“No one tells you what to do,” he said. “One thing I realized, as a father with a family, is that I had to be the one to make the moves.”

But several factors have made everything much more difficult. The tornado was followed by months of rain. And, although the insurance paid out, hiring contractors and negotiating prices for the work was hampered by rising construction costs and labor shortages.

“I don’t know if this is actually what a normal experience would be, because COVID impacted everything,” Matuszczak said. “At the time, no one was even leaving the house — we didn’t know if we could get [COVID] from the surface of a table.”

Matuszczak and a contractor could agree on a price, but by the time the job was ready to begin, prices for lumber might jump as much as 10 times, he said.

Matuszczak estimates 70 percent of his home was damaged — and while the insurance covers that, his policy limits are currently maxed out.

“I don’t know if people realize that although property values have gone up, the coverage amounts do not,” Matuszczak said. “You set your rate at the beginning of the year, but the problem is the market is so fast-paced right now. It doesn’t reflect the value in real time.”

On top of all that, Matuszczak was self-employed as an event coordinator, at a time when no events were occurring.

“It was just a perfect storm, even other than the actual storm,” he said.

“All the neighbors I have talked with are fighting with insurance,” resident Chris Bautista said.

Bautista was luckier than others. His home was hit only by flying two-by-fours wrapped in wires.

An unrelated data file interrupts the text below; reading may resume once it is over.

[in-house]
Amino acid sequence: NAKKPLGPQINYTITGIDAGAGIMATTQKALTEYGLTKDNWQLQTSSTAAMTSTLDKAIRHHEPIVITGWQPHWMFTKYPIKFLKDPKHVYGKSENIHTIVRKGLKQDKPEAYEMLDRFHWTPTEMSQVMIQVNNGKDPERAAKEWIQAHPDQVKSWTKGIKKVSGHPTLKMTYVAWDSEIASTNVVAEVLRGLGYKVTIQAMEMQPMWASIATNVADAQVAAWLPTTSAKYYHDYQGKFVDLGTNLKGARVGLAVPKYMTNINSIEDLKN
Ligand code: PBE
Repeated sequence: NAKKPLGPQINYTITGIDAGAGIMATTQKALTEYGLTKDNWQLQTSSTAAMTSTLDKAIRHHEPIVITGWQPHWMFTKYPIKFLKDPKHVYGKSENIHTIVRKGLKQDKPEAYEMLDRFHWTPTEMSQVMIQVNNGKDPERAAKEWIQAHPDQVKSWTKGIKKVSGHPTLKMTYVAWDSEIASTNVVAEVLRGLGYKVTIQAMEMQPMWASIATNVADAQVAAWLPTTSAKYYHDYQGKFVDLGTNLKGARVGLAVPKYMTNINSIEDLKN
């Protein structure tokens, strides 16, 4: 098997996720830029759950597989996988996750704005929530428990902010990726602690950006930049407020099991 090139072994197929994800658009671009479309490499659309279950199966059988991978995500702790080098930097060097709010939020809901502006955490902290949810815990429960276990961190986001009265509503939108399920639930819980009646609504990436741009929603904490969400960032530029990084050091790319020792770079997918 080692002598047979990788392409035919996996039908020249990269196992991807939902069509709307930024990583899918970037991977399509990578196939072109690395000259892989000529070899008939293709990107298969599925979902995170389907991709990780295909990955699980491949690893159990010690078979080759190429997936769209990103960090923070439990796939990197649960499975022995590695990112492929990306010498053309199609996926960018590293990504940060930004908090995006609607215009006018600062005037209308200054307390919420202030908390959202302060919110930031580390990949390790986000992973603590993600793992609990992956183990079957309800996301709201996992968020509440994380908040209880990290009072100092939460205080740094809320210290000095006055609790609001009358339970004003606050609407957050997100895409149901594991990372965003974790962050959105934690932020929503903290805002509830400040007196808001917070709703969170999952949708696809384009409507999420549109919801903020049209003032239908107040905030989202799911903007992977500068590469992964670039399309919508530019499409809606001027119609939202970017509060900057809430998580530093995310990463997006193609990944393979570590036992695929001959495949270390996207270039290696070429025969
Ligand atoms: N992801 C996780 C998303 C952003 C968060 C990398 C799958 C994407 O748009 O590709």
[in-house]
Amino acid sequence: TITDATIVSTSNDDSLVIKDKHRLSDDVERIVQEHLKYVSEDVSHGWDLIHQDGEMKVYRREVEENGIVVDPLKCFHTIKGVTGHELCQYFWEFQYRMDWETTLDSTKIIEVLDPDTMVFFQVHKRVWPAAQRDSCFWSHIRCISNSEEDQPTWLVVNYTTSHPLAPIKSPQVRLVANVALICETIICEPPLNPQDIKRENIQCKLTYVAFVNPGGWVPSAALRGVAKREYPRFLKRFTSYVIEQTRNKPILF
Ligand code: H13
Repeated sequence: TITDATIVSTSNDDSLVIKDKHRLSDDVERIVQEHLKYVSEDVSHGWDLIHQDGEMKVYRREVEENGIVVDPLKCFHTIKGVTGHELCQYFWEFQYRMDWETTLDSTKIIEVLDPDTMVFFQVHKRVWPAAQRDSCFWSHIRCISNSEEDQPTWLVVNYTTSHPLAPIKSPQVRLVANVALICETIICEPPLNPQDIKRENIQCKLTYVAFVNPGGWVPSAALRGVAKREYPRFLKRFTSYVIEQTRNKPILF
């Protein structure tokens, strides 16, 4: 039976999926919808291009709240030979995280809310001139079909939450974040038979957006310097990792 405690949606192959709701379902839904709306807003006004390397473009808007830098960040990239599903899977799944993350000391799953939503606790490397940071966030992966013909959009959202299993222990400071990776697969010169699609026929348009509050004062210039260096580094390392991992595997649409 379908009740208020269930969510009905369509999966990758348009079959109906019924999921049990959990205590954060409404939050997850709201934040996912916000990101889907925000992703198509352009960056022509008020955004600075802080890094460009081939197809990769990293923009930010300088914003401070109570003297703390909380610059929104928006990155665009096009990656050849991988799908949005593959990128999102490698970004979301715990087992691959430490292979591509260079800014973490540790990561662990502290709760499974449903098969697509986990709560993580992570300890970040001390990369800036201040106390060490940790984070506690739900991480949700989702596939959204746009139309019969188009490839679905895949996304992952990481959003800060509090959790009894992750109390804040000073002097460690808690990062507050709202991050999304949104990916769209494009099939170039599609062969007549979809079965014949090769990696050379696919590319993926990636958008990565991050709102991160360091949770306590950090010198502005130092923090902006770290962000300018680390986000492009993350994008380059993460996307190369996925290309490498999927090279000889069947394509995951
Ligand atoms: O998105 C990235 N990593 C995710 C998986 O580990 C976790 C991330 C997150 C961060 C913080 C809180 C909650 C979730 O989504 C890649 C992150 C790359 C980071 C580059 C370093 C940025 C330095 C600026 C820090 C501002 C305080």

Unlike Matuszczak’s policy, Bautista’s insurance includes a “right to repair,” as in, the insurance company has the right to repair the property, rather than the homeowner hiring their own contractors.

“The problem is that they really drag it out,” Bautista said. “They delay the process, and the more they delay, the more the homeowners will do it on their own.”

It took six to seven months to repair his roof, Bautista said.

“A lot of these companies — their staff are overworked, or are not knowledgeable,” he said.

“It’s a long, tedious process,” Pastor Julio Rodriguez said.

Rodriguez is pastor of the DeLand Spanish Seventh-day Adventist Church at 1010 N. Alabama Ave., near the direct path of the funnel.

The steeple of the church blew off, and roughly a dozen antique Italian stained-glass windows were destroyed. A tree fell on one the the church’s three buildings, a food pantry. Two elderly volunteers were inside at the time.